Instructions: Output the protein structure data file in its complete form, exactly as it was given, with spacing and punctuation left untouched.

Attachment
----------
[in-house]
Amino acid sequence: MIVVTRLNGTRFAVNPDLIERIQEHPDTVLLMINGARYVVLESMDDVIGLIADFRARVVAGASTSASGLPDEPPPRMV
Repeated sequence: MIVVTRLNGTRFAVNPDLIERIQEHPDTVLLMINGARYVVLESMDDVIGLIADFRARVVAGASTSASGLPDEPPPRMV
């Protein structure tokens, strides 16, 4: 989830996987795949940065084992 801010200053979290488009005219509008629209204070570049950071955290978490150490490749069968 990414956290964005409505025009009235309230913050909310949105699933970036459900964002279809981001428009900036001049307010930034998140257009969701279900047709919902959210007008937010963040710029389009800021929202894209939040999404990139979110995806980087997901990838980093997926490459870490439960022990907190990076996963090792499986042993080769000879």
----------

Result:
[in-house]
Amino acid sequence: MIVVTRLNGTRFAVNPDLIERIQEHPDTVLLMINGARYVVLESMDDVIGLIADFRARVVAGASTSASGLPDEPPPRMV
Repeated sequence: MIVVTRLNGTRFAVNPDLIERIQEHPDTVLLMINGARYVVLESMDDVIGLIADFRARVVAGASTSASGLPDEPPPRMV
């Protein structure tokens, strides 16, 4: 989830996987795949940065084992 801010200053979290488009005219509008629209204070570049950071955290978490150490490749069968 990414956290964005409505025009009235309230913050909310949105699933970036459900964002279809981001428009900036001049307010930034998140257009969701279900047709919902959210007008937010963040710029389009800021929202894209939040999404990139979110995806980087997901990838980093997926490459870490439960022990907190990076996963090792499986042993080769000879």